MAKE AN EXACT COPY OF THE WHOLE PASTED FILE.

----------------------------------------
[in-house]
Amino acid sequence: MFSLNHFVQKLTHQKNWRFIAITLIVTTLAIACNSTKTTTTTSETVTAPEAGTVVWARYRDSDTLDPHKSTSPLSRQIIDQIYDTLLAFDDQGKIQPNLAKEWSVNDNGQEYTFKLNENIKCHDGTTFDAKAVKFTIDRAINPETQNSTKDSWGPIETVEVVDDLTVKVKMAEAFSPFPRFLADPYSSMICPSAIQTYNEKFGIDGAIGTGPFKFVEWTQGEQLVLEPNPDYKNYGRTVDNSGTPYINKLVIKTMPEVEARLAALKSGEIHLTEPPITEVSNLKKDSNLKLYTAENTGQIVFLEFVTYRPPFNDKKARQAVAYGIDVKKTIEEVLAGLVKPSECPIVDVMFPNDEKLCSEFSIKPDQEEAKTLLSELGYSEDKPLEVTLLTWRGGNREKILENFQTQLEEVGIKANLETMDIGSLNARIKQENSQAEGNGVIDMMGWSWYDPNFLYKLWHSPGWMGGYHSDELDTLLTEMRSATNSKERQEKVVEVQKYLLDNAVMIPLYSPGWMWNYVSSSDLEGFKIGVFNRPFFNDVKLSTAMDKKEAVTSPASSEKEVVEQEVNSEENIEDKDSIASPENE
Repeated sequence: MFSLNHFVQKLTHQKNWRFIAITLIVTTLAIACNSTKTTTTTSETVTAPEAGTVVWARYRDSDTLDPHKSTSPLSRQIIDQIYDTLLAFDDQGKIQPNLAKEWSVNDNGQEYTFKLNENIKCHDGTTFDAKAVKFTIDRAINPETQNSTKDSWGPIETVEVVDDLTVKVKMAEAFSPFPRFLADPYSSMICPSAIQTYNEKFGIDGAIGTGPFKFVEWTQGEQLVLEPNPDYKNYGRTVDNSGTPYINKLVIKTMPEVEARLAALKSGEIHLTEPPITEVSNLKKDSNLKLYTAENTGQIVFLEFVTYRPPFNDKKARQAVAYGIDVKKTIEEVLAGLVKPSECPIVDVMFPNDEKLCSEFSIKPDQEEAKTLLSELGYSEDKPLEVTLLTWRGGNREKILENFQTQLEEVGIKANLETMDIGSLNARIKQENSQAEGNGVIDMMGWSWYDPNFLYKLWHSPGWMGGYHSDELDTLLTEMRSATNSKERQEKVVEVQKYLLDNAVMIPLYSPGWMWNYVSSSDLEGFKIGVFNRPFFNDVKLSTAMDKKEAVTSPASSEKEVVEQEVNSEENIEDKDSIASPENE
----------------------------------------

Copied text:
[in-house]
Amino acid sequence: MFSLNHFVQKLTHQKNWRFIAITLIVTTLAIACNSTKTTTTTSETVTAPEAGTVVWARYRDSDTLDPHKSTSPLSRQIIDQIYDTLLAFDDQGKIQPNLAKEWSVNDNGQEYTFKLNENIKCHDGTTFDAKAVKFTIDRAINPETQNSTKDSWGPIETVEVVDDLTVKVKMAEAFSPFPRFLADPYSSMICPSAIQTYNEKFGIDGAIGTGPFKFVEWTQGEQLVLEPNPDYKNYGRTVDNSGTPYINKLVIKTMPEVEARLAALKSGEIHLTEPPITEVSNLKKDSNLKLYTAENTGQIVFLEFVTYRPPFNDKKARQAVAYGIDVKKTIEEVLAGLVKPSECPIVDVMFPNDEKLCSEFSIKPDQEEAKTLLSELGYSEDKPLEVTLLTWRGGNREKILENFQTQLEEVGIKANLETMDIGSLNARIKQENSQAEGNGVIDMMGWSWYDPNFLYKLWHSPGWMGGYHSDELDTLLTEMRSATNSKERQEKVVEVQKYLLDNAVMIPLYSPGWMWNYVSSSDLEGFKIGVFNRPFFNDVKLSTAMDKKEAVTSPASSEKEVVEQEVNSEENIEDKDSIASPENE
Repeated sequence: MFSLNHFVQKLTHQKNWRFIAITLIVTTLAIACNSTKTTTTTSETVTAPEAGTVVWARYRDSDTLDPHKSTSPLSRQIIDQIYDTLLAFDDQGKIQPNLAKEWSVNDNGQEYTFKLNENIKCHDGTTFDAKAVKFTIDRAINPETQNSTKDSWGPIETVEVVDDLTVKVKMAEAFSPFPRFLADPYSSMICPSAIQTYNEKFGIDGAIGTGPFKFVEWTQGEQLVLEPNPDYKNYGRTVDNSGTPYINKLVIKTMPEVEARLAALKSGEIHLTEPPITEVSNLKKDSNLKLYTAENTGQIVFLEFVTYRPPFNDKKARQAVAYGIDVKKTIEEVLAGLVKPSECPIVDVMFPNDEKLCSEFSIKPDQEEAKTLLSELGYSEDKPLEVTLLTWRGGNREKILENFQTQLEEVGIKANLETMDIGSLNARIKQENSQAEGNGVIDMMGWSWYDPNFLYKLWHSPGWMGGYHSDELDTLLTEMRSATNSKERQEKVVEVQKYLLDNAVMIPLYSPGWMWNYVSSSDLEGFKIGVFNRPFFNDVKLSTAMDKKEAVTSPASSEKEVVEQEVNSEENIEDKDSIASPENE